Insurers value Martin Kippenberger's It Starts Dripping From The Ceiling at $1.1 million. At least they did until a cleaning woman mistook the piece of art for an unsightly mess.
As per her job description, the unnamed custodian "cleaned" the mess, causing irreparable damage to the piece. "It is now impossible to return it to its original state," said a spokeswoman for Germany's Ostwall Museum, where Kippenberger's art had been on display thanks to a loan from a private collector.
How does something like this happen? Perhaps it's easier to understand with a description of the piece (for whatever reason, the 'net seems to be completely devoid of any actual pictures).
Prior to its destruction, Kippenberger's installation consisted of "a tower of wooden slats under which a rubber trough was placed with a thin beige layer of paint representing dried rain water." Thinking the paint was an actual stain, as opposed to a meaningful commentary on whatever it was supposed to be commenting on, the cleaning woman did her thing and removed the offending pigmentation.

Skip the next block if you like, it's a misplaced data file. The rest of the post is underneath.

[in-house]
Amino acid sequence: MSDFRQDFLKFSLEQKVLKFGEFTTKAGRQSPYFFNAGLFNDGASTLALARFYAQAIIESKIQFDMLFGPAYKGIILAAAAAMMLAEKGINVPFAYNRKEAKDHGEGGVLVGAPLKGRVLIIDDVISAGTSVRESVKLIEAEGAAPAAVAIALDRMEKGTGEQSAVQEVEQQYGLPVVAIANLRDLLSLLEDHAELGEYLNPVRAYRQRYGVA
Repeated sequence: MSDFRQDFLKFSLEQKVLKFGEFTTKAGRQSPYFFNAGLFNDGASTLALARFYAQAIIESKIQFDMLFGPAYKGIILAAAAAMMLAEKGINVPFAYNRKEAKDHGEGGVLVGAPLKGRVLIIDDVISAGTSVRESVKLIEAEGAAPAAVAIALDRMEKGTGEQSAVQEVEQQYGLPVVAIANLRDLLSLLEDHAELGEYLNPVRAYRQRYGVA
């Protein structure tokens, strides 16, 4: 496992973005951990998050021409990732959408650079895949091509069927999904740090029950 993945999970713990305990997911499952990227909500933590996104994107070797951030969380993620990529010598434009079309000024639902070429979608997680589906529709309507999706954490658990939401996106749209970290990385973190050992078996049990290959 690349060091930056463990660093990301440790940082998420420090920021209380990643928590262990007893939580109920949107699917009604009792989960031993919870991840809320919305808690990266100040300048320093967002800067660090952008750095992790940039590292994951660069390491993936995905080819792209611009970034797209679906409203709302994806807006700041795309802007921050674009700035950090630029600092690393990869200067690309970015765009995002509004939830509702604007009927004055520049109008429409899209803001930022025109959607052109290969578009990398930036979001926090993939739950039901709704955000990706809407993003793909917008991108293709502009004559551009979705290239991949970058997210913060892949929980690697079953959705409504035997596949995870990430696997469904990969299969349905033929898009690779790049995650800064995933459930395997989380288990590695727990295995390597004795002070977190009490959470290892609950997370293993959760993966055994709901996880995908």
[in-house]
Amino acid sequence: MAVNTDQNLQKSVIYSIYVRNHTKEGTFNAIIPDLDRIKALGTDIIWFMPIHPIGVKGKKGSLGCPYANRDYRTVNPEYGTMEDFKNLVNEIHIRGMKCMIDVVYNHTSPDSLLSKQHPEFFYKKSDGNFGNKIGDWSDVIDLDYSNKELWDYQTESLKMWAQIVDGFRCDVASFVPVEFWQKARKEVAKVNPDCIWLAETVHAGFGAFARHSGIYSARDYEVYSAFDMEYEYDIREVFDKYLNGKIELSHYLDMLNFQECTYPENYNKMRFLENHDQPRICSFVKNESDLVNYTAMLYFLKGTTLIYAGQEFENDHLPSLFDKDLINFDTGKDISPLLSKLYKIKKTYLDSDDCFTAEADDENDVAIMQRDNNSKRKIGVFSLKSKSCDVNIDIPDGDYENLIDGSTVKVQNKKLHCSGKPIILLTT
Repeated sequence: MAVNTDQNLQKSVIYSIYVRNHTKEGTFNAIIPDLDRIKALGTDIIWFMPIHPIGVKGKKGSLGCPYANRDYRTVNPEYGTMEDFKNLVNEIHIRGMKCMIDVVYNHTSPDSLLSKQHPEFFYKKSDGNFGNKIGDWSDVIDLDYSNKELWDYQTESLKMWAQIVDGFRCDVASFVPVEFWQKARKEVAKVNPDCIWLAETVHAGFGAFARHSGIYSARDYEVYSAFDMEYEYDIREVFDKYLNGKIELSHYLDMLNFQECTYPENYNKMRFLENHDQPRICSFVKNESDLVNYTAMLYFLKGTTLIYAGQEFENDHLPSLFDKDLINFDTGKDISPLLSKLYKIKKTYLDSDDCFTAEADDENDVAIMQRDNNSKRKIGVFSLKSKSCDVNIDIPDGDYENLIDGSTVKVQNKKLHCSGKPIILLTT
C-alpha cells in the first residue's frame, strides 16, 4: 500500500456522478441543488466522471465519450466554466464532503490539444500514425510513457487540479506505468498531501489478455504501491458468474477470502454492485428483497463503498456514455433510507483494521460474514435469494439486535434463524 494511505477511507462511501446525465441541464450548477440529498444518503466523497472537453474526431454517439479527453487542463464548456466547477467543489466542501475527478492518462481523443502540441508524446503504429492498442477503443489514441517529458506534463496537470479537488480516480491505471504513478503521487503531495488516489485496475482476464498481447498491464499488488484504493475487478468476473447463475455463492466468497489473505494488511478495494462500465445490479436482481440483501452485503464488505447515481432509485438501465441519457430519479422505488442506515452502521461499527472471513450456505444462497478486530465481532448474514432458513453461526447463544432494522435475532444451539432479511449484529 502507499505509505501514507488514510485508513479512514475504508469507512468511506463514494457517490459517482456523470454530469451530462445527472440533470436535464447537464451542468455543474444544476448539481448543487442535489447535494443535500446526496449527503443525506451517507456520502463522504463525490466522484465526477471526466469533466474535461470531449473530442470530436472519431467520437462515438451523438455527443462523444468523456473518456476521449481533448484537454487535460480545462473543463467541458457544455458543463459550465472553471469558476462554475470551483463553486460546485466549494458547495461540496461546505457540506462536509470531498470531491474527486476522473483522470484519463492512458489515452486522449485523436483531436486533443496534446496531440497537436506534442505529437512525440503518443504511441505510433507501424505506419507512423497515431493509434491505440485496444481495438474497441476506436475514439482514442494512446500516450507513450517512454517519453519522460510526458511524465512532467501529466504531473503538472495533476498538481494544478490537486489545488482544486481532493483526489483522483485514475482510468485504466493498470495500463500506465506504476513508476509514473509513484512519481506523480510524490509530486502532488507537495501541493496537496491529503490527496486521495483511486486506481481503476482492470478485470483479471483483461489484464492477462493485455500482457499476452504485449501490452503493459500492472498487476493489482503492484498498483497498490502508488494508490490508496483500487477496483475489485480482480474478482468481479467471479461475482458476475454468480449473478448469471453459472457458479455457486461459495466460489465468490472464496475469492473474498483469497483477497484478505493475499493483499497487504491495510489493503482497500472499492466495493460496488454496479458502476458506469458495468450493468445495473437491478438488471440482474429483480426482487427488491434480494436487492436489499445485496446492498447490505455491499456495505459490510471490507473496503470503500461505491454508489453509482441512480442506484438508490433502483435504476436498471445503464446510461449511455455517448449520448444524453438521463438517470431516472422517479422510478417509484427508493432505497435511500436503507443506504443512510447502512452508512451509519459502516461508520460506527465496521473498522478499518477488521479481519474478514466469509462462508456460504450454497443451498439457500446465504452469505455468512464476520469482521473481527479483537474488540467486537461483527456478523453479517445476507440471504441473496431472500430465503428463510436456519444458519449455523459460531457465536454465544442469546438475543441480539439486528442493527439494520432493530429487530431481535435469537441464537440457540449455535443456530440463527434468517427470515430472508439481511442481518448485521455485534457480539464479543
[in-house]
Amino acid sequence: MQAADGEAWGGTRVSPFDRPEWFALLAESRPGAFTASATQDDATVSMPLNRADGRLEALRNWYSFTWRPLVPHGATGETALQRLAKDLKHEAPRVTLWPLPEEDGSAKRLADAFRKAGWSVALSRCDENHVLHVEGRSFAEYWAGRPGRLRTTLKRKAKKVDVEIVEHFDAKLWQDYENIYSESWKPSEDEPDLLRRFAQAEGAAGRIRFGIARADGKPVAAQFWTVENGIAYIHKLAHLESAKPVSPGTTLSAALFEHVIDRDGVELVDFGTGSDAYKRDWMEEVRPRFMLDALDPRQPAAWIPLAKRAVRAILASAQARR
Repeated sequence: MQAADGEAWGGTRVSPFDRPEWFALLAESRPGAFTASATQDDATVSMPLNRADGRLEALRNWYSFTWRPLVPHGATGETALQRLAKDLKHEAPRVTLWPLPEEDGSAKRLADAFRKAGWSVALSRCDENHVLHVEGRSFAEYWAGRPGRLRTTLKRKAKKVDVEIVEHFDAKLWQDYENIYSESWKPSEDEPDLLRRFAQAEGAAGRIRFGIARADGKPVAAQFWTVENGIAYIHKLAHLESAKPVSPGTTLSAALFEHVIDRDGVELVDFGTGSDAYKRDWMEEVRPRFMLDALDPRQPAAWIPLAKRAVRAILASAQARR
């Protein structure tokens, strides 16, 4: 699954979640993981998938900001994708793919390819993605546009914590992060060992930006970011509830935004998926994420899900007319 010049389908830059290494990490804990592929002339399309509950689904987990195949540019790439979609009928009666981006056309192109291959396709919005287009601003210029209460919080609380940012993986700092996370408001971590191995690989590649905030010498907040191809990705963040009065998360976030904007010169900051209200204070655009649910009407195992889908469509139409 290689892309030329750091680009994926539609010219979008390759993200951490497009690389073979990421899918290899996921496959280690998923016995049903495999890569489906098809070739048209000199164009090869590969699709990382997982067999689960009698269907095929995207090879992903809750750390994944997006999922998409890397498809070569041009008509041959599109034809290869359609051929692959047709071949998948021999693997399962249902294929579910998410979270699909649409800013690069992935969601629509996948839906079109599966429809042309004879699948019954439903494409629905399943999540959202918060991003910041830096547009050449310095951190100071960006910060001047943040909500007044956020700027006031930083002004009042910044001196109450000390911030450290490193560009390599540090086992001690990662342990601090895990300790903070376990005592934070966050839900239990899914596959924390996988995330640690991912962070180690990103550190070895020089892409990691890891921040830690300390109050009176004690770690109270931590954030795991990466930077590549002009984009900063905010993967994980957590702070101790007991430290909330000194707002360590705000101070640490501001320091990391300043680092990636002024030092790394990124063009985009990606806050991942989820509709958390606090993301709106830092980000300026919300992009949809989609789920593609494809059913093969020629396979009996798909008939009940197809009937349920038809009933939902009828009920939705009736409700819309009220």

According to museum officials, cleaning staff is instructed to maintain a distance of at least eight inches from all art installations, though it is "unclear if the woman had received the directive from the external company that employed her."
Obviously there's a jumping off point here for a discussion on the validity of art that the layperson instantly perceives as nothing more than a mess to be cleaned with industrial solvents, but more crucially, I think this incident highlights the laudable industriousness of the German cleaning industry.
Sure, the world has lost a valuable, irreplaceable piece of art, but it has also gained proof of the existence of a working class hero who will stop at nothing to eradicate filth. That's gotta be worth something, right?